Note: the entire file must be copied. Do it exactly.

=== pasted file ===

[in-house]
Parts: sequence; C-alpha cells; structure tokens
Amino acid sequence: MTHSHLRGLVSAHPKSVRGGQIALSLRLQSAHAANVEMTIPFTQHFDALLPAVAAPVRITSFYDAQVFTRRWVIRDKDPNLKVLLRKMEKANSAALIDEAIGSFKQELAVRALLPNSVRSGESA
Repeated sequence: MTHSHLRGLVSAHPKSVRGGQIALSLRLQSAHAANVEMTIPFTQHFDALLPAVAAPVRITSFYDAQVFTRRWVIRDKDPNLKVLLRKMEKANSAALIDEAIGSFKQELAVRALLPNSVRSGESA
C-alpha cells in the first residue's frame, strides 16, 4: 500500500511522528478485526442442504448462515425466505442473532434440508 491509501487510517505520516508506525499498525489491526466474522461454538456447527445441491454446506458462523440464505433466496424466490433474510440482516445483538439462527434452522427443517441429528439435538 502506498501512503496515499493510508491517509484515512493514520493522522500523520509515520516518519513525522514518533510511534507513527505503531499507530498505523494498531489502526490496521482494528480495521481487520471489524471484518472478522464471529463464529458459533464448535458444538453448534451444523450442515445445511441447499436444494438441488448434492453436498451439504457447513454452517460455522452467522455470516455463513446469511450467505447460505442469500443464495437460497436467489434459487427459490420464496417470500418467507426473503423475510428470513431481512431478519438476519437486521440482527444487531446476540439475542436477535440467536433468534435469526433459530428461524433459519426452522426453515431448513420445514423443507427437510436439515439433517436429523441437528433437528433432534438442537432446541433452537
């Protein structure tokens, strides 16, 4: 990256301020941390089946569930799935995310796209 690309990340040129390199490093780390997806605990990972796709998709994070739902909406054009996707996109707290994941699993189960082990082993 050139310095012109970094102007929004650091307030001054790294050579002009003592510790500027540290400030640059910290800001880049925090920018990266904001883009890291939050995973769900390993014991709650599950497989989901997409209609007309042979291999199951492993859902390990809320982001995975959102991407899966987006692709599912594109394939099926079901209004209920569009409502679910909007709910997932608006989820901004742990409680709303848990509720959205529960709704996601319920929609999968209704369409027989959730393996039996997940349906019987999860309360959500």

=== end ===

[in-house]
Parts: sequence; C-alpha cells; structure tokens
Amino acid sequence: MTHSHLRGLVSAHPKSVRGGQIALSLRLQSAHAANVEMTIPFTQHFDALLPAVAAPVRITSFYDAQVFTRRWVIRDKDPNLKVLLRKMEKANSAALIDEAIGSFKQELAVRALLPNSVRSGESA
Repeated sequence: MTHSHLRGLVSAHPKSVRGGQIALSLRLQSAHAANVEMTIPFTQHFDALLPAVAAPVRITSFYDAQVFTRRWVIRDKDPNLKVLLRKMEKANSAALIDEAIGSFKQELAVRALLPNSVRSGESA
C-alpha cells in the first residue's frame, strides 16, 4: 500500500511522528478485526442442504448462515425466505442473532434440508 491509501487510517505520516508506525499498525489491526466474522461454538456447527445441491454446506458462523440464505433466496424466490433474510440482516445483538439462527434452522427443517441429528439435538 502506498501512503496515499493510508491517509484515512493514520493522522500523520509515520516518519513525522514518533510511534507513527505503531499507530498505523494498531489502526490496521482494528480495521481487520471489524471484518472478522464471529463464529458459533464448535458444538453448534451444523450442515445445511441447499436444494438441488448434492453436498451439504457447513454452517460455522452467522455470516455463513446469511450467505447460505442469500443464495437460497436467489434459487427459490420464496417470500418467507426473503423475510428470513431481512431478519438476519437486521440482527444487531446476540439475542436477535440467536433468534435469526433459530428461524433459519426452522426453515431448513420445514423443507427437510436439515439433517436429523441437528433437528433432534438442537432446541433452537
């Protein structure tokens, strides 16, 4: 990256301020941390089946569930799935995310796209 690309990340040129390199490093780390997806605990990972796709998709994070739902909406054009996707996109707290994941699993189960082990082993 050139310095012109970094102007929004650091307030001054790294050579002009003592510790500027540290400030640059910290800001880049925090920018990266904001883009890291939050995973769900390993014991709650599950497989989901997409209609007309042979291999199951492993859902390990809320982001995975959102991407899966987006692709599912594109394939099926079901209004209920569009409502679910909007709910997932608006989820901004742990409680709303848990509720959205529960709704996601319920929609999968209704369409027989959730393996039996997940349906019987999860309360959500």